Interview: Mike Bithell on distilling the action of John Wick Hex

Easily one of the more improbable sounding movie tie-ins, the psuedo-turn-based adaptation of a popular action movie series, John Wick Hex is coming out today for PC and Mac. It’s a fascinating blend, not least because it’s also an indie game from Bithell Games.

A little while ago, we got to speak with Mike Bithell about how all of this came together, from getting the project started, to honing the gameplay and on.


TSA: What game do you think best prepared you for taking on making a John Wick tie in?

Mike Bithell: Best prepared me… Well, that’s more about arrogance than anything else!

I think partly it’s the confidence of, obviously we’ve made and shipped a lot of our own games, and that’s been a really good foundation for me to know that we can actually do this, we can make games. We can walk into rooms with publishers, but also with Hollywood people and be like, “Yeah! We can make a John Wick game, sure?”

That confidence is something that we’ve picked up as a team as we’ve been making stuff for so long, but in terms of the actual skills required to make this game? I think a lot of it comes down to us as a studio…

TSA: Googling? [laughs]

Mike: [laughs] No! I think it genuinely comes down to us having a history as a studio of doing games that go to the core of an idea. Minimalism with Thomas Was Alone, but Volume distilled stuff down to its core, and I think we’re pretty good at that as a team.

Well, John Wick doesn’t make sense as a shooter, because you’d feel clumsy, but if you did a strategy game, how doo you distill and get down to the syrup of strategy? Figuring that out and getting down to that has been really interesting.

And then yeah, just working with actors as well. Being able to walk into a room with Ian McShane and give him direction; I’ve been lucky to work with lots of actors over our other games, and having that experience, again, gives you confidence to talk to the room.

He’s great, by the way. I like Ian McShane a lot!

TSA: [laughs] With this core distillation of strategy, as you call it, I’m certain there will have been an awful lot of back and forth in the team over every tiny little gameplay detail.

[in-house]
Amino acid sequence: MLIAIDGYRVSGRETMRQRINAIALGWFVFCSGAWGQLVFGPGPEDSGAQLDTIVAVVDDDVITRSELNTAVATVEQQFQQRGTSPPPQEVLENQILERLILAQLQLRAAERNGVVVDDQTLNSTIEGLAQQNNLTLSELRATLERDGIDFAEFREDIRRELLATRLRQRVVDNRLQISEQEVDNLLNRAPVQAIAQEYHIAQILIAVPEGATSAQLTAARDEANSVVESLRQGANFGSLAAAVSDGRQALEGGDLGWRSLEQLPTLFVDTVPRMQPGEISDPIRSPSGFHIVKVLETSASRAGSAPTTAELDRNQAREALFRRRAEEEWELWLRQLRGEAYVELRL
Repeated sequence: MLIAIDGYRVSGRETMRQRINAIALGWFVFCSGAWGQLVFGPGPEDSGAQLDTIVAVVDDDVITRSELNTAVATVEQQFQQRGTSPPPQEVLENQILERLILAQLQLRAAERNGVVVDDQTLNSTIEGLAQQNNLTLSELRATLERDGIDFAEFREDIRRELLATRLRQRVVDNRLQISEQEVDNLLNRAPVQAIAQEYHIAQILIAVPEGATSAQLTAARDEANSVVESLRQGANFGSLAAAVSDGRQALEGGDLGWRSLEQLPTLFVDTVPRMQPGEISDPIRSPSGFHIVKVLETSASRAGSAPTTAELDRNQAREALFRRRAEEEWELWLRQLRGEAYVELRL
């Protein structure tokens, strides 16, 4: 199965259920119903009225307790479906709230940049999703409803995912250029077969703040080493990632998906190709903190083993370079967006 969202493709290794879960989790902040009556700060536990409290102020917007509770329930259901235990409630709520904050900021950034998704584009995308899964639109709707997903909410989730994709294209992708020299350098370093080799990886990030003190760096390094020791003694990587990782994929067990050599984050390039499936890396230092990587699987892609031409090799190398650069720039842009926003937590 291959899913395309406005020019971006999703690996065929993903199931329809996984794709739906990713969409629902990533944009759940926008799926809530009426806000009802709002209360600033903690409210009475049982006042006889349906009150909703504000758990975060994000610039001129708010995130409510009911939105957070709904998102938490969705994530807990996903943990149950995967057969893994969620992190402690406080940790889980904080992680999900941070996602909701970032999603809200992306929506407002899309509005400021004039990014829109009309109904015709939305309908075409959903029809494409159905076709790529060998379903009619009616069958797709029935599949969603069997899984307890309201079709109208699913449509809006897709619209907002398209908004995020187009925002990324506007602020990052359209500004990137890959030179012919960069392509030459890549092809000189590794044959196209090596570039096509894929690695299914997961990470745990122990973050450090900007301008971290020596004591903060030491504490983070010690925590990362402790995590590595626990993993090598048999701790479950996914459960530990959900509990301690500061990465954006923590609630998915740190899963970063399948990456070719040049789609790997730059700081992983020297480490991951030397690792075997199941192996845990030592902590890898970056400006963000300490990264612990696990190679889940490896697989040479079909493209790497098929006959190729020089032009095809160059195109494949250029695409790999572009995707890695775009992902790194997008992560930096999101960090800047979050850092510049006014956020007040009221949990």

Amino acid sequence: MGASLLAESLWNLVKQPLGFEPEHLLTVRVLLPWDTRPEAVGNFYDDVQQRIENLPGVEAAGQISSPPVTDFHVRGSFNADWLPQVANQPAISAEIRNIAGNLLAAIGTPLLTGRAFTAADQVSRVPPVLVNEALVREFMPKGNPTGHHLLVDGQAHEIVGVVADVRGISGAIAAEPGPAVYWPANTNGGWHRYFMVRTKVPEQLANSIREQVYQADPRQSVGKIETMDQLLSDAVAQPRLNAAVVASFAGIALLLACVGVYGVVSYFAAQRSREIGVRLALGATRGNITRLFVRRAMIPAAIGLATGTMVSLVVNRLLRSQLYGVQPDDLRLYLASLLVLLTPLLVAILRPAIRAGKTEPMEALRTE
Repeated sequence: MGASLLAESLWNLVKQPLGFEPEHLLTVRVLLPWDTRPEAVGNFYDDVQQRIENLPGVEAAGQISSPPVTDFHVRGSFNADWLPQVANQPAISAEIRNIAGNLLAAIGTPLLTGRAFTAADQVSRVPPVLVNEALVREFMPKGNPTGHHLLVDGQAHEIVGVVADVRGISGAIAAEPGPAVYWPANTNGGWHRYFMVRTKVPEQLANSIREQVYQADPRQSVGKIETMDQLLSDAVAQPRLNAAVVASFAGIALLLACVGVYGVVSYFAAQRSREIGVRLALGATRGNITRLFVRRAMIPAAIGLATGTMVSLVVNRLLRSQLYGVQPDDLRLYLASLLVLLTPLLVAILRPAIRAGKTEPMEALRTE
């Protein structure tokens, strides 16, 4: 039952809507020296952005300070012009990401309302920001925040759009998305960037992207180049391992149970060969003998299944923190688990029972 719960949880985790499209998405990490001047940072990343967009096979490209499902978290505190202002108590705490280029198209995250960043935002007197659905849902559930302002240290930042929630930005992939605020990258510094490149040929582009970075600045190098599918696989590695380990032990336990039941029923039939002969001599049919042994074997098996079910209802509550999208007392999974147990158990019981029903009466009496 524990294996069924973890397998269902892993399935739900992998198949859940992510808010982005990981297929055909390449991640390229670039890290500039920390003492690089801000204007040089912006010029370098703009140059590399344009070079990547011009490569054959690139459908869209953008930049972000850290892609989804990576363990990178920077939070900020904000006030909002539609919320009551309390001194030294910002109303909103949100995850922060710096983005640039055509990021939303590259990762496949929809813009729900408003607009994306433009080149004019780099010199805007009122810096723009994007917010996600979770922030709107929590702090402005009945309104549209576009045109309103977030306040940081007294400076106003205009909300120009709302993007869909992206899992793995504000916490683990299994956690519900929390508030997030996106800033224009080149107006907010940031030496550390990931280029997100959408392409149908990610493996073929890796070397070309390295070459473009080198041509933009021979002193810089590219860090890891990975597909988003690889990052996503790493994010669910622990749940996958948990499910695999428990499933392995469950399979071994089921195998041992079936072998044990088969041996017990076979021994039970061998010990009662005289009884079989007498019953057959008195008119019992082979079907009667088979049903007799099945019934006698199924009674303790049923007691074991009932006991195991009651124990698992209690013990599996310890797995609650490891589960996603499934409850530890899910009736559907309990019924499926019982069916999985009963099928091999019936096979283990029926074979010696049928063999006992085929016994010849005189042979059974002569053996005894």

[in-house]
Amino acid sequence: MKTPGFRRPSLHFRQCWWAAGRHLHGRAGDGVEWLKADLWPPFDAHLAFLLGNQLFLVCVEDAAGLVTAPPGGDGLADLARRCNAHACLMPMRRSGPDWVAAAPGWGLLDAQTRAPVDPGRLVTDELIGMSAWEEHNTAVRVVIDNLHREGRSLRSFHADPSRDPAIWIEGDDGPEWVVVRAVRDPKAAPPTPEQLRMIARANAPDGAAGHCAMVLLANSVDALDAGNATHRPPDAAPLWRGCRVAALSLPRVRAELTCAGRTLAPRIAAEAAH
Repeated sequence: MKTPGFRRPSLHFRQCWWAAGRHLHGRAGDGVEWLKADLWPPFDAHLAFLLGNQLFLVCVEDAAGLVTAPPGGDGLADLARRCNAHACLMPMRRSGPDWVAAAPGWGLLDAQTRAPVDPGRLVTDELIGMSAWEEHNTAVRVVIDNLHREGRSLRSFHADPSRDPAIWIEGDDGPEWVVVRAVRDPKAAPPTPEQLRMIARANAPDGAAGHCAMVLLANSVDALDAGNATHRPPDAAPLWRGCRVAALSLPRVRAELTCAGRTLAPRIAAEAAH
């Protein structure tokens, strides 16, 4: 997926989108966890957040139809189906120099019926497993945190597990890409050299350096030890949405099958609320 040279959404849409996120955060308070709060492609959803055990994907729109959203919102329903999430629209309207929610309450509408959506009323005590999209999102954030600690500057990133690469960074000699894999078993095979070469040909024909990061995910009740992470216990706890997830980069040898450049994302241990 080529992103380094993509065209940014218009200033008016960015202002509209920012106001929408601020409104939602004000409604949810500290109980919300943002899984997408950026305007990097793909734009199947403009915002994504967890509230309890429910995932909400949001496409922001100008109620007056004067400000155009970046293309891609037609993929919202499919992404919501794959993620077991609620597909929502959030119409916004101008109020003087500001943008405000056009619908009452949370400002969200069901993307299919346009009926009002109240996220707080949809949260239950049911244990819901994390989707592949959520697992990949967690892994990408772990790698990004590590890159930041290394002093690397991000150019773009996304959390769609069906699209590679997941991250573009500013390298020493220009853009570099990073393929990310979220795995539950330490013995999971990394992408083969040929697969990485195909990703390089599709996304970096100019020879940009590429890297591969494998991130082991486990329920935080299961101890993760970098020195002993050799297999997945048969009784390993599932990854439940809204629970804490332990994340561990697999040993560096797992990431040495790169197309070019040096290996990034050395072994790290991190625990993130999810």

Mike: Well yeah! The original pitch, the thing that got us the gig, was we made essentially XCOM but one character. It sucked, but apparently it didn’t suck enough that anyone stopped us from going on with the game!

We basically had this version and showed it to Chad [Stahelski] and the film studio, and their immediate reaction was, “Why is John waiting his turn?” And I was like, “Oh, well it was a turn-based strategy, that’s how it works…” But fair play to the Hollywood folks, they said, “OK man, you’re the game director, you get this stuff and we don’t… but it does seem weird that he would wait.”

They were going to go along with it – there’s definitely an alternate universe where we’ve made a purely turn-based John Wick game – but […] I realised that the moment you’re explaining to the makers of John Wick that something is the way that it is, just because that’s how it is? You’ve f-ed up.

I wanted to do something that captured the feeling and flow of movement through the game, and that’s where the timeline came from. So then it was me and Nick Tringali, my co-designer on it and who’s the biggest strategy nerd you’ll have ever met, thinking how we could get to that level of specific overlapping action that makes John Wick action sequences work. Then from that point, lots and lots and lots and lots of demos and prototypes.

TSA: The thing I found from playing the demo, and obviously this will fade into the background as you get used to it, was that I could make John do this and that without paying attention to the timeline… and then I died.

Mike: So what you’re saying is you got good?

TSA: Well… I got slower.